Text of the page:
Brooms are everywhere this time of the year. Black ones. Orange ones. Black and orange. Brooms with lightening bolts on the handle. You name it and you can likely find it on a besom. Other than the pointy hat, few other things identify witches as well, witches other than this universal accessory. Brooms have played an integral part in modern witchcraft and occult history. In fact, it would be hard to locate a circle anywhere this time of the year where a broom wasn’t somewhere to be found. It’s not just for sweeping the front porch anymore, at least not these.
As I said, brooms come in all sizes, shapes, textures, and patterns. Traditionally brooms were created from an ash or hazel (depending upon which was readily available in the area), sometimes willow, and birch branches or an herb called…you guessed it!….broom. Broom in it’s natural habitat of England, Scotland, parts of Asia, and warmer climates of Europe, has many uses, making brooms is just one. This bitter tasting herb grows as a shrub and can be used as both a toxin and a medicine. As an herbal treatment for bladder and kidney problems, and as a diuretic broom is used in conjunction with other herbs usually as an infusion over the course of a week or two until it is ready to be mixed into a potion. Unlike most herbs, this one is better taken with alcohol as it is very bitter and has an unpleasant scent after it dries and is boiled down.
The herb itself is very tall almost three feet high, woody with long tangling twig like stems, and grows in unlikely places. The rougher the terrain the happier this particular herb is. In fact, it will grow on rocky mountains in poor soil with little rainfall. This made it ideal for using as a tool or utensil for cleaning as well as magick.
Constructing brooms (besom) is pretty simple really. All that is needed is a long stave of either hazel, ash, or willow, willow twine, and long twiggy broom. The broom is connected to the stave with the willow twine and voila a besom is born! Of course the use of said besom isn’t always so simple.
Besoms were used, and still are, to clean the space for circle, to sweep away stagnant energy, as a protective barrier, to welcome guests, as a marital fertility aid (jumping the broom), and in some cases as a form of circle casting itself. Besoms placed near doorways welcome guests and ward away negative spirits. Sweeping the doorway, porch, and front of the home prevented energy from gathering and remaining there to cause problems later. In some cultures, sweeping of one’s feet meant the person in question would either get pregnant, go to jail, or get married. In other cultures it’s a way of removing the last bits of energy after shaking it loose with the besom.
Other lore regarding the besom include never sweeping with a broom while a deceased family member is in the home. A broom that suddenly falls from a door way announces company on the way. Brooms placed over the door protects against fairies and imps. Never bring old brooms into a new home and never burn a broom. Both are very bad luck.
The Welsh gypsy practice of jumping the broom is said to bring the newly wedded couple good fortune and many children. In parts of Africa sweeping over a man’s feet is said to bring on impotence. Of course, one can’t mention brooms without the practice of riding one.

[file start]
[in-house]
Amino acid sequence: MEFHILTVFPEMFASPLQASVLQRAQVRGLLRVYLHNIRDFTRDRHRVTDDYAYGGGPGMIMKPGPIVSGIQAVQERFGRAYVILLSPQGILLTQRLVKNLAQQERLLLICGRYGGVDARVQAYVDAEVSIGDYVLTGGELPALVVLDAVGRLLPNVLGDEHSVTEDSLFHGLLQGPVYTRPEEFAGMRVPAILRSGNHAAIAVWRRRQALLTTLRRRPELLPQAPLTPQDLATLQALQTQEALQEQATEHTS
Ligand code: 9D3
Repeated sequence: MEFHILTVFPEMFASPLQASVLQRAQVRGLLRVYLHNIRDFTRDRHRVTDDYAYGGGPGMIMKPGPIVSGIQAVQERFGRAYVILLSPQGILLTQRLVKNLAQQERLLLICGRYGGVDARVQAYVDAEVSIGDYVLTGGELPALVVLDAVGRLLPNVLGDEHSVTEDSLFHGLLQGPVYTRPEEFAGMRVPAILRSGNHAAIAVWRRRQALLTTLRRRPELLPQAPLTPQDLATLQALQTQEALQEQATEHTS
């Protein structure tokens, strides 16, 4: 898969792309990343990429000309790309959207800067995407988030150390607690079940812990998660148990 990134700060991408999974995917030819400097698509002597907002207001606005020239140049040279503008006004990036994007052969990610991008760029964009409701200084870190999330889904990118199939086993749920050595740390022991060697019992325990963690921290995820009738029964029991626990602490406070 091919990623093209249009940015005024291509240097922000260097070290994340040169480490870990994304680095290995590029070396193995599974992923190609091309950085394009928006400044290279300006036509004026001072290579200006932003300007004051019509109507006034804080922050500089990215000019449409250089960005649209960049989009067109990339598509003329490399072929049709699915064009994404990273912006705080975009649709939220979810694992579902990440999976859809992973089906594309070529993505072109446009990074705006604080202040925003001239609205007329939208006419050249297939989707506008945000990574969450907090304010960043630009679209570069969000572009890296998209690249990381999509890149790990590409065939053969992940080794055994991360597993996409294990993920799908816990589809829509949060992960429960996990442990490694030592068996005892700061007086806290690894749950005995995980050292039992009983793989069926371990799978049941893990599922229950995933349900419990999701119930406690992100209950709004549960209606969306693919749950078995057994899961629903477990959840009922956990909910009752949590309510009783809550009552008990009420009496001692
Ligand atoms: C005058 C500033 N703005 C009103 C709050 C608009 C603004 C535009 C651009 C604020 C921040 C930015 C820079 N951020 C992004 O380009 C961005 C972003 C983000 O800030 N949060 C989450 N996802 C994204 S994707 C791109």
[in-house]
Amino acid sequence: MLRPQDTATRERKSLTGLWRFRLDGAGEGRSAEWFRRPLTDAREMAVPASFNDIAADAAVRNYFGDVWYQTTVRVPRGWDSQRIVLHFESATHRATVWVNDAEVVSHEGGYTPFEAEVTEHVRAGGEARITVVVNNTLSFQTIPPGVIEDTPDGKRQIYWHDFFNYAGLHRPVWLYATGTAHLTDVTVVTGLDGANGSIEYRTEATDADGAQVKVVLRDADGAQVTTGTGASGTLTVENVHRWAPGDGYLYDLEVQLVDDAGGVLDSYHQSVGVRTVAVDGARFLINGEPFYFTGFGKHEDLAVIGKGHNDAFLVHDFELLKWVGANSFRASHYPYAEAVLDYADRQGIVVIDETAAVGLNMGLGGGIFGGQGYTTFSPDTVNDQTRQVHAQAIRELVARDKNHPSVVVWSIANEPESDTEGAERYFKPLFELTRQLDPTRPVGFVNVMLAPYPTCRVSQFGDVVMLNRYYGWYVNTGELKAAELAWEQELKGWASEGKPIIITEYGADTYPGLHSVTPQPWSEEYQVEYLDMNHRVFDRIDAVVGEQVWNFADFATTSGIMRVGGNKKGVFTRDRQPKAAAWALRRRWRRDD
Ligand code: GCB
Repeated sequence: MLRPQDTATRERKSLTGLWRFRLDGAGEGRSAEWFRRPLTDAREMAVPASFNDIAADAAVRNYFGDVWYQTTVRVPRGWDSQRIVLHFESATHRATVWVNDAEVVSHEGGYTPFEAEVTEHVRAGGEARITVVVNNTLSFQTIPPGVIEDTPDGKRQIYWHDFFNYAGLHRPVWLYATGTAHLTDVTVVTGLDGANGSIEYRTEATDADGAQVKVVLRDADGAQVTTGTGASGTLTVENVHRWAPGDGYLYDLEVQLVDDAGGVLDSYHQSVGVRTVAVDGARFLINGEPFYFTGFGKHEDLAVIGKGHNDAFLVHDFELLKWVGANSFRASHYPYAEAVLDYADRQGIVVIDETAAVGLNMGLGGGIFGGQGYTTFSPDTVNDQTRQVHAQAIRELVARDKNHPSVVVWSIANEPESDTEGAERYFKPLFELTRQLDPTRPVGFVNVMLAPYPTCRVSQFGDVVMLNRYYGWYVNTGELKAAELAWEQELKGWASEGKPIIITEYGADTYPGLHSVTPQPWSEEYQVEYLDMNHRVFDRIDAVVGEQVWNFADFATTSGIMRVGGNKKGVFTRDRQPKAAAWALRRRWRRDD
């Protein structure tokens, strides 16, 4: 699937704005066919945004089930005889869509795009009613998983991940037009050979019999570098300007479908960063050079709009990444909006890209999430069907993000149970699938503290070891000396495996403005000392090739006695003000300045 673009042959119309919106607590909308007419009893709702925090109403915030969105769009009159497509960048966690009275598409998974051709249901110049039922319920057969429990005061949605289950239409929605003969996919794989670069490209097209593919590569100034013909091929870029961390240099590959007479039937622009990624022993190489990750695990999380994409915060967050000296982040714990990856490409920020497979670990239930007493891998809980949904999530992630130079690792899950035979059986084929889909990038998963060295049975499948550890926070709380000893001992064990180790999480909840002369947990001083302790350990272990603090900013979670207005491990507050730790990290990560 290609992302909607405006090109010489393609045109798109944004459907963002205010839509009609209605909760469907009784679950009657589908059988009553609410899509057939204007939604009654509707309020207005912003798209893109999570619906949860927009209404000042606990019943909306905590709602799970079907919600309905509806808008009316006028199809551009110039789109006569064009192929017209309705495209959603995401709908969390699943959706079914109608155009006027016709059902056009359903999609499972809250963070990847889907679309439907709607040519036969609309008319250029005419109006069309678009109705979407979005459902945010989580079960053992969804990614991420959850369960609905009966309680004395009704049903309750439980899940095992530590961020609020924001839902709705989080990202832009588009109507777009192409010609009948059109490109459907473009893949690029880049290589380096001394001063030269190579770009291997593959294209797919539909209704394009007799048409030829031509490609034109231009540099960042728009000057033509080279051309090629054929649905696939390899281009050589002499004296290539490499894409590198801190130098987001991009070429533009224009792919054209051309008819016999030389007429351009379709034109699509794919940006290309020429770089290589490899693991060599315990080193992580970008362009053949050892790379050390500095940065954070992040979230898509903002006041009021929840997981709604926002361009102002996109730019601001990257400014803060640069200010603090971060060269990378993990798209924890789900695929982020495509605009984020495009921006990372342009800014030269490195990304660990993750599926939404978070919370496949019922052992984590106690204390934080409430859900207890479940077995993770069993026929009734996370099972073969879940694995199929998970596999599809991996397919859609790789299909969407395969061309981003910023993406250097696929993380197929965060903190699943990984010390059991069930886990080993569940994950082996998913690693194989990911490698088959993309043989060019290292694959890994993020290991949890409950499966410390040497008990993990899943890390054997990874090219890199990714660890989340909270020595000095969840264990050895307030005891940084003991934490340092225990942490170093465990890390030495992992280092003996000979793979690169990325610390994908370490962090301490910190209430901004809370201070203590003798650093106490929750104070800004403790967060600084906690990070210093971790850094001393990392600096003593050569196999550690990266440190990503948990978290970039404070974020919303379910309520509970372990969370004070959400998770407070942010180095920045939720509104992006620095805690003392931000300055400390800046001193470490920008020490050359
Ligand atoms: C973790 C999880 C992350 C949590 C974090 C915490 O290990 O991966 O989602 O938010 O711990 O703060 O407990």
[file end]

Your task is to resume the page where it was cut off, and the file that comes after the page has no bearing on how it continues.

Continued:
The Dark Ages brought mountains of superstition regarding witches and devils. One is said to be the consort of the other and riding a broom was a reward for carrying out the devil’s work on Earth. I strongly suspect that should a Witch be able to actually get a broom to sweep his or her floor on its own, much less fly, there would be mass conversions. Certainly modern television witches have no problem twinkling their noses to a spotless home. However, Dark Age witches probably used a salve called flying ointment which was used to dress the broom for ritual use. This ointment consisted of a fatty base in which essential oils and herbs were mixed and then used to dress the broom from tip of the stave to the joining of the herb. Herbs such as wolfsbane, hemlock, henbane, and Nightshade were used and still are as a basis for charging these brooms. Charging is the practice of imparting energy onto an object so it become personal and receptive to the individual’s will. The first mention of flying ointments in conjunction with brooms and their use could be as early as the mid 1400’s.
The besom itself is a work of symbolism. It represents the union of the God and Goddess, a holy marriage, that revitalizes the Earth. Brooms may be created on May Day (Beltane, Belteanne, Beltaine, Cetsamhain), but not purchased on this day. To do so is said to sweep away friends and family and prevent visitors from returning.
Today modern witches still use the besom as an altar adornment, to sweep away negative or stale energy, and to recharge the energy in a space. They are used to cast circle, to mark the barriers of a circle, cleanse and consecrate the circle, and to prepare for smudging. Non-witches also use the broom to scent their homes, adorn their doors, and decorate their homes. It’s unlikely any of us witchy folk will be saving gas and riding our brooms any time soon, but the tradition and lore still live on.